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The 7 Parts of a Letter

Award-winning writer Kathy Widenhouse has helped hundreds of nonprofits and writers produce successful content and has gained 600K+ views for her writing tutorials. She is the author of 9 books. See more of Kathy’s content here.

These seven parts of a letter outline the standard letter writing format for communication in the business and workplace.

1. Heading

The 7 parts of a letter with Word Wise at Nonprofit Copywriter #WritingTips #FreelanceWriting

Your contact information, placed at the top of a business letter, lets the reader can identify you and provides a way to contact you in return. If you use preprinted letterhead, you have a ready-made heading for your letter. If not, insert your address at the top of the letter, including your street address, city, state, and zip code. You needn’t include your name in your heading since you will sign the letter.

2. Date

Indicate the date you write – or send – the letter. Write out the month, date, and year like this: July 4, 1776.

3. Addressee Information

Also called the “inside address,” this element includes the name of the person to whom you’re writing, his title, the company, and his full mailing address. Make an almost super-human effort to address the letter to a specific individual within a firm even if you must research to identify the appropriate recipient.

Name, job title
City, State, Zip Code

Insert a line space after the addressee information, prior to the salutation.

4. Salutation

The salutation is a greeting made up of two parts: a word of welcome such as “Dear” and then the individual’s name. Avoid using a generic, “To Whom It May Concern” or “Dear Gentlemen” but instead, greet the specific individual or group you listed in the address information. This attention to detail speaks volumes to the reader.

The salutation can be formal (using the reader’s title, such as Dr., Mr., or Ms., followed by his last name) or informal (using the person’s first name),with the tone matching to the letter’s level of formality. Insert a comma or colon and a line space after the salutation and then proceed to the letter body.

5. Letter Body

The body of letter, the main section, communicates your business. It is comprised of three parts.

  • Use the first paragraph as an introduction to explain why you are writing.
  • Use the following paragraphs to lay out your points, providing more information and specific details in logical order.
  • Use the final paragraph or section to specify what step you want your reader to take after reading your letter. Close this final section with words of appreciation.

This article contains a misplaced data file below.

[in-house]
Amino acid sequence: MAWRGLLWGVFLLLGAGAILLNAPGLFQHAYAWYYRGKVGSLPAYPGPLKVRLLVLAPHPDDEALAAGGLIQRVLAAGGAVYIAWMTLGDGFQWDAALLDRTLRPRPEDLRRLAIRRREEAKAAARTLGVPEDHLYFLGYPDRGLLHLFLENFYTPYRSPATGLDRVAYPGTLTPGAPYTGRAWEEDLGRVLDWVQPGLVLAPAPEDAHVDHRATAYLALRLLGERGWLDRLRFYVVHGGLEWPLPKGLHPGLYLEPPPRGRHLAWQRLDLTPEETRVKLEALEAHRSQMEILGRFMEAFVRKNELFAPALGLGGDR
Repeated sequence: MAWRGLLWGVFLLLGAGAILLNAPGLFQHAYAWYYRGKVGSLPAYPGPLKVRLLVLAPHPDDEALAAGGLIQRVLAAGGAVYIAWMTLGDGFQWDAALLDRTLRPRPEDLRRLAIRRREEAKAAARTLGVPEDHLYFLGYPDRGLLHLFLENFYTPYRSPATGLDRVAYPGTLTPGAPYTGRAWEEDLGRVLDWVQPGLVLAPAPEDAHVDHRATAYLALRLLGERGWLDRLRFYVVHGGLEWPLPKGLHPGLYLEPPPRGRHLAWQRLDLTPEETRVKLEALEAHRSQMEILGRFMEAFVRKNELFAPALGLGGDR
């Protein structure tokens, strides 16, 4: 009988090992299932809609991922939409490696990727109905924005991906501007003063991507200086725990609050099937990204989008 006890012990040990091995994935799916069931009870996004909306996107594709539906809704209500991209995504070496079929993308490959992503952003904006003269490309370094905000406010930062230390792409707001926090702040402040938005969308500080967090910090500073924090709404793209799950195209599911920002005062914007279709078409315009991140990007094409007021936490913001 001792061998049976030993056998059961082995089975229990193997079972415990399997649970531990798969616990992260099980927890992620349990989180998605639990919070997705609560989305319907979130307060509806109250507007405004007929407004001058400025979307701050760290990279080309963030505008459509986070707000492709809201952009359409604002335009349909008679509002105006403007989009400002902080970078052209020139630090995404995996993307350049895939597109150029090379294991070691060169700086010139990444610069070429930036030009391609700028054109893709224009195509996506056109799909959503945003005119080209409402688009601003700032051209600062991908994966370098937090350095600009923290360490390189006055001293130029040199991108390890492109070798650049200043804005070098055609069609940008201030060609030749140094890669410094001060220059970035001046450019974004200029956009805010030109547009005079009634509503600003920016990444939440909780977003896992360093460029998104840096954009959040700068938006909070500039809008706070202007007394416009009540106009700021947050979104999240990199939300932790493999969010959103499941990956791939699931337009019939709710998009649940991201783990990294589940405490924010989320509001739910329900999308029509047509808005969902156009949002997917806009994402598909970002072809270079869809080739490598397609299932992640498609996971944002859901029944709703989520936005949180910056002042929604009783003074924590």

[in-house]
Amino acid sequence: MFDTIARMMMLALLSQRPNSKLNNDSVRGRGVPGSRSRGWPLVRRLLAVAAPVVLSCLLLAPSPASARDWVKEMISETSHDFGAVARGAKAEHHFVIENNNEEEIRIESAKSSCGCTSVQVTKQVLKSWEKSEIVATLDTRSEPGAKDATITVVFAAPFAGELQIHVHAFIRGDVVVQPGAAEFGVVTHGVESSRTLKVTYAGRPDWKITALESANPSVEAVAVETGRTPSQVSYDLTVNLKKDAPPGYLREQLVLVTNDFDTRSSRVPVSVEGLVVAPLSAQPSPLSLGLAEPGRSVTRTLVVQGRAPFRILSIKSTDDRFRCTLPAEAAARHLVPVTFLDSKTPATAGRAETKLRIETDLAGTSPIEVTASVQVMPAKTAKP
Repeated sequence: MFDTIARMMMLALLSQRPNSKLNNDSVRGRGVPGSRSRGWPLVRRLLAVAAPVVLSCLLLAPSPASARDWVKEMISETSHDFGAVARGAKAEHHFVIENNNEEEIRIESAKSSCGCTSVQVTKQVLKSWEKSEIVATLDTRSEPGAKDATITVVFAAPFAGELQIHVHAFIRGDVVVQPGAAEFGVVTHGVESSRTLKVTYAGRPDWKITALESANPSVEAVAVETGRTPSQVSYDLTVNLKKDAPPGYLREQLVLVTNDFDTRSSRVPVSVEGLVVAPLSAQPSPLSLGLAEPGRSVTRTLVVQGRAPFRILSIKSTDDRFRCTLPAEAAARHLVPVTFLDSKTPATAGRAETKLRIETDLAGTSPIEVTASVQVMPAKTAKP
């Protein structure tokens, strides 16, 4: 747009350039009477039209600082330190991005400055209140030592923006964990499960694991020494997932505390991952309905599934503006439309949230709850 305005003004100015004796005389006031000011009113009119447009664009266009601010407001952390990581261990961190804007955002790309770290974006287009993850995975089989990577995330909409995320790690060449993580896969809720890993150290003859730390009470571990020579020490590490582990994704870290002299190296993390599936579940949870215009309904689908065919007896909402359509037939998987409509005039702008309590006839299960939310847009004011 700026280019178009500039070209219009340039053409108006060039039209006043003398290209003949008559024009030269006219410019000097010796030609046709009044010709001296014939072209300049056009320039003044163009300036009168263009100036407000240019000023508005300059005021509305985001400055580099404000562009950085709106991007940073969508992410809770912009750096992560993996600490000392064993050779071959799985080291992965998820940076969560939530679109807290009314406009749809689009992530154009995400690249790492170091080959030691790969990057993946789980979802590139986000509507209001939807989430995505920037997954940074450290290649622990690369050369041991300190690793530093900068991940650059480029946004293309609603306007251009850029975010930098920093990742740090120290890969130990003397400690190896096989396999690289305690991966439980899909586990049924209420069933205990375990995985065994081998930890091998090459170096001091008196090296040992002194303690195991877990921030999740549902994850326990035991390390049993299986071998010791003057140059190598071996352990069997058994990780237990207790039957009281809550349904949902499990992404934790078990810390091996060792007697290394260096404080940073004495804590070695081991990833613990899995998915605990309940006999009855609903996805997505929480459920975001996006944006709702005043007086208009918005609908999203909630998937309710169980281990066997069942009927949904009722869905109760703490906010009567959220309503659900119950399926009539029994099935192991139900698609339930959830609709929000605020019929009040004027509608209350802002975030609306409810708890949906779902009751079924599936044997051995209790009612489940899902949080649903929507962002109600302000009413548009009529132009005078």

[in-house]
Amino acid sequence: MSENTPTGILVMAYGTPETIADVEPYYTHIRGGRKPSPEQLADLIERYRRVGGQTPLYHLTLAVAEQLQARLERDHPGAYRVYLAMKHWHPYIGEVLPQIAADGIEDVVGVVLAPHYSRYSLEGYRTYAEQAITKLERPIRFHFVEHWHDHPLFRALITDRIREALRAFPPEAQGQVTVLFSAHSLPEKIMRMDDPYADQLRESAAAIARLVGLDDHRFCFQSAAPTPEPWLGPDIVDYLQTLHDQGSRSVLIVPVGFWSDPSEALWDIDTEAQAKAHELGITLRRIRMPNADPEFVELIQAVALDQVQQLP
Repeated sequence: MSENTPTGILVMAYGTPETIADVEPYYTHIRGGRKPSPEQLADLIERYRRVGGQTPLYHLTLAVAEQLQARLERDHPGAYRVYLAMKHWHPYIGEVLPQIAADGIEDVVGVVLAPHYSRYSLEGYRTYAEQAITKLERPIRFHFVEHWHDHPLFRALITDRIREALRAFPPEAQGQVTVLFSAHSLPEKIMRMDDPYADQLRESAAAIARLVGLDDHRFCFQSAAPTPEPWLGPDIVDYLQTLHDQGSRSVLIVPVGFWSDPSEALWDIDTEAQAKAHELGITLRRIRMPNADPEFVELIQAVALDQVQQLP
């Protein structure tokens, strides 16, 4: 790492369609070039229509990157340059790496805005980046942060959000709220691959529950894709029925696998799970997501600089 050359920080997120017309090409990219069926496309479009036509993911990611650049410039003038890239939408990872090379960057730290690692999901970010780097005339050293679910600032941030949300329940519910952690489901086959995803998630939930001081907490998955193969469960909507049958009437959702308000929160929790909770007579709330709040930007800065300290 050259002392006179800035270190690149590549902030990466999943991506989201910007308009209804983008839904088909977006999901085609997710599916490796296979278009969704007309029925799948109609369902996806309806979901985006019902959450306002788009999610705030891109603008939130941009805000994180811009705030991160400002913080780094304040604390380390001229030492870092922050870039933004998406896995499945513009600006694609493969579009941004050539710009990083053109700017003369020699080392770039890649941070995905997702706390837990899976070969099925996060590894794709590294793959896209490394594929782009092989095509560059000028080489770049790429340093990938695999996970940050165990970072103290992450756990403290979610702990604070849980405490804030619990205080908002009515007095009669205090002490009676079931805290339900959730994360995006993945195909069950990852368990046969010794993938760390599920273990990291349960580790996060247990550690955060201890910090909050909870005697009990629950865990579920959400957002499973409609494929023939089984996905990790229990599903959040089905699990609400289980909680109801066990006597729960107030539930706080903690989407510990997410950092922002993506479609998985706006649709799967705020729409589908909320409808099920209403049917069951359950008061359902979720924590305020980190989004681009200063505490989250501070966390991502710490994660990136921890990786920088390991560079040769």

As for mechanics, single-space the letter body. Justify the content to the left. Insert a line space between each paragraph and before the closing.

6. Closing

The closing is one of the parts of a letter that, like the letter body, has different elements.

  • Complimentary close. This short phrase ends your letter but continues to communicate your tone. Choose a letter closing that suits your relationship with the reader, always communicating courtesy and respect. (Here is a list of the most professional business letter closings.) Follow your closing phrase with a comma.
  • Handwritten signature. Insert 2-4 line spaces for a handwritten signature. If your letter will be sent electronically, you can insert an email signature.
  • Typed Signature. Type your signature (and your title, if appropriate).

7. Postcript

Among parts of a letter, this element is the most varied. It is also optional.

You may or may not choose to use a postscript (P.S.) in your letter, depending on the letter’s level of formality and its content. When the postscript is short message is inserted after the letter closing, it is abbreviated as “P.S.” It provides a reminder or an extra piece of information for the reader. Formal letters rarely include a postscript. Sales letters and appeal letters, on the other hand, are less formal and nearly always use a postscript, which is considered to be one of the most-read elements in direct mail. (More P.S. writing tips here.)

Cover letters use the postscript section to indicate the inclusion of additional documents (such as a resume, completed application form, references, or other documents) with the abbreviation, “Enc.,” indicating “Enclosures.”

Place your postscript flush left.

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